Hope and despair for state of steel

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Prince Charles brought a mothballed furnace back into use at a South Yorkshire factory – and his visit triggered a debate online about the state of the UK steel industry.

The Prince of Wales came to the county on Friday and went to Liberty Speciality Steels in Rotherham, where he lit the giant ‘N-Furnace’, put out of use by previous owners Tata in 2015.

Writing on The Star’s Facebook page, Davey Cammack said: “British steel is the best in the world. We invented it, we perfected it and because of the EU we had it taken away from us, by allowing the Chinese to sell their state-subsidised steel to the EU, and also allowing the French to sell their state-subsidised steel in the form of state owned energy companies providing cheap energy.”

But Matthew Tonks commented that it was ‘more than great news’. “It’s fantastic news and the start of a new generation of manufacturing.”

And Ross Mason said: “Up north makes the money and it all flows down. We mined coal and iron. We made steel. We made railways and the spinning jenny.”

Dave Smith observed: “It’s nice to see people back into work, doing what South Yorkshire does best. Made and forged in Sheffield.”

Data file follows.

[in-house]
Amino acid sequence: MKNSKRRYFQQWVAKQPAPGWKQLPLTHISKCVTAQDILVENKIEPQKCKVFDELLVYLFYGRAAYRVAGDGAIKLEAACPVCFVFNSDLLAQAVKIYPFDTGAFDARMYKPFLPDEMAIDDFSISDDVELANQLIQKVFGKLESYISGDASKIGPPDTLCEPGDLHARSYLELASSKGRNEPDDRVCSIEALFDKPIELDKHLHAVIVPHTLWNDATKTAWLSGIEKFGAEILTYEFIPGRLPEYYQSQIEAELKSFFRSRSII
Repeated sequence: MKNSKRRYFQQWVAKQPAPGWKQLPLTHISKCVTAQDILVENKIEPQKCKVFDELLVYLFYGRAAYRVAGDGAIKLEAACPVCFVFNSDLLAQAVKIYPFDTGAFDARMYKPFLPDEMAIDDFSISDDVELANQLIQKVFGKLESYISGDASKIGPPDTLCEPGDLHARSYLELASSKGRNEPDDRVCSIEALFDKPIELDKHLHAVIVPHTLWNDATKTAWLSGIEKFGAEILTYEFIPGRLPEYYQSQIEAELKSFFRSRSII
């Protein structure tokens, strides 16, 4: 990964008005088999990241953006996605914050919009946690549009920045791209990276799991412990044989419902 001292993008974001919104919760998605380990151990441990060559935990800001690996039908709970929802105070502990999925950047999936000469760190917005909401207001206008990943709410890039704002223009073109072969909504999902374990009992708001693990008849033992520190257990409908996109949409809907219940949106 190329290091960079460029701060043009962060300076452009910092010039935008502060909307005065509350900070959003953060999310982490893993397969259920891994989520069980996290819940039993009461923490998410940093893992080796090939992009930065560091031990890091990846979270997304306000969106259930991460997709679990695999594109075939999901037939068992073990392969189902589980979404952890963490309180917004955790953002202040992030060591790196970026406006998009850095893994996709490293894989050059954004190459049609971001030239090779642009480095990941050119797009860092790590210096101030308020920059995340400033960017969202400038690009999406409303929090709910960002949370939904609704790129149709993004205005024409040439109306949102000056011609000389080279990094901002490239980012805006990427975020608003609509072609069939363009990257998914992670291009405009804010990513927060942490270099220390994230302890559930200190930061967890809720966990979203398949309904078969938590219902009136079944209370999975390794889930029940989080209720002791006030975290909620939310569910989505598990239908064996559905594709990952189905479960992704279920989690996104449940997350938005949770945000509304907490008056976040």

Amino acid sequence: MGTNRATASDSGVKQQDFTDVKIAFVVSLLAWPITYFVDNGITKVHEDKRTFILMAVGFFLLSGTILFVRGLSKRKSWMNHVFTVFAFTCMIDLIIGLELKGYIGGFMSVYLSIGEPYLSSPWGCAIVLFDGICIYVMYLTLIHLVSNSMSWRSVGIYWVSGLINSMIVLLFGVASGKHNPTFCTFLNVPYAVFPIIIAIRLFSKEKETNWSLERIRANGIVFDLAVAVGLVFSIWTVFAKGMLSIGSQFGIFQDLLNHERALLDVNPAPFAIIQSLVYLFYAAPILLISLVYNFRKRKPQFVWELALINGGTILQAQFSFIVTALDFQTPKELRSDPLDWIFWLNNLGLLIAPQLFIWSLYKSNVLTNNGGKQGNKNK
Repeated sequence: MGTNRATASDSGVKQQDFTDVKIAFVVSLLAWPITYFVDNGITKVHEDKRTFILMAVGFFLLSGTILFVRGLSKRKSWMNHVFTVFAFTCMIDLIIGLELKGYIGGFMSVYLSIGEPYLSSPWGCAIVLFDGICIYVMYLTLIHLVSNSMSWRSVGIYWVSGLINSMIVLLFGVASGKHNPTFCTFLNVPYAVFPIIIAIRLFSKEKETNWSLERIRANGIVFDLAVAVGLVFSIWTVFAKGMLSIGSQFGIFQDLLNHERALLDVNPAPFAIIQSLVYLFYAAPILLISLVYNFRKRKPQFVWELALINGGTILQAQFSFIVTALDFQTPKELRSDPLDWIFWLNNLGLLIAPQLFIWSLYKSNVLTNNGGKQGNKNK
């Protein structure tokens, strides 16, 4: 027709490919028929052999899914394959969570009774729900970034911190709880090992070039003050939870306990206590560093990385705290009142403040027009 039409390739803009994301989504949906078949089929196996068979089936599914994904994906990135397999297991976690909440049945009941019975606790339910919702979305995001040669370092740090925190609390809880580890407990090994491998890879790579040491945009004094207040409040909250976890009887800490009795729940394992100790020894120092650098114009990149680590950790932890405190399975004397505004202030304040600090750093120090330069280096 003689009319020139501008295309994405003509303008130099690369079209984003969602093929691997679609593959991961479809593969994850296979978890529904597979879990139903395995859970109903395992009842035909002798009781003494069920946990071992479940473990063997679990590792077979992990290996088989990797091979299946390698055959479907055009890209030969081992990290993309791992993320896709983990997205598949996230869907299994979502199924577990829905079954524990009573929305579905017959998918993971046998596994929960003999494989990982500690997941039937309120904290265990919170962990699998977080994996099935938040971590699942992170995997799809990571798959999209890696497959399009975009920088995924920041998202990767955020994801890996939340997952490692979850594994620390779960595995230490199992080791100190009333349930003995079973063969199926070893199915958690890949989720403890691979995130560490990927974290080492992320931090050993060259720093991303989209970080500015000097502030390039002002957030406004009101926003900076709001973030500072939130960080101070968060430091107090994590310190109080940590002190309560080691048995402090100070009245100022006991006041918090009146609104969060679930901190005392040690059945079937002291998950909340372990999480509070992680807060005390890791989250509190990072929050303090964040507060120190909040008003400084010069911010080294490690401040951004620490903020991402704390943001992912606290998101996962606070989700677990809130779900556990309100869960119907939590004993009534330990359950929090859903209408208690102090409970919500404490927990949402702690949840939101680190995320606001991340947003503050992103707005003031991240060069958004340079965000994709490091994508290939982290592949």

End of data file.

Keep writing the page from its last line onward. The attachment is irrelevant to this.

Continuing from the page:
However, Terence Timmins complained: “It’s a pity Tinsley Park was sacrified in favour of lesser plants. A good site with good people.”

Jan Woning said: “The best steel still comes from Sheffield. I’ve used it. There always will be a market for it.”

But Daniel Frank Worthington warned: “Let’s see how long it lasts.”

The restart is part of a multi-million pound investment by the Liberty House Group and the 800,000-tonne-a-year furnace, which turns scrap metal into specialised steels for uses such as vehicle gearboxes or aircraft landing gear, will now play a pivotal role in Liberty’s Greensteel strategy, which is designed to create a cleaner era for the industry in the UK. It took five months to repair and upgrade the equipment.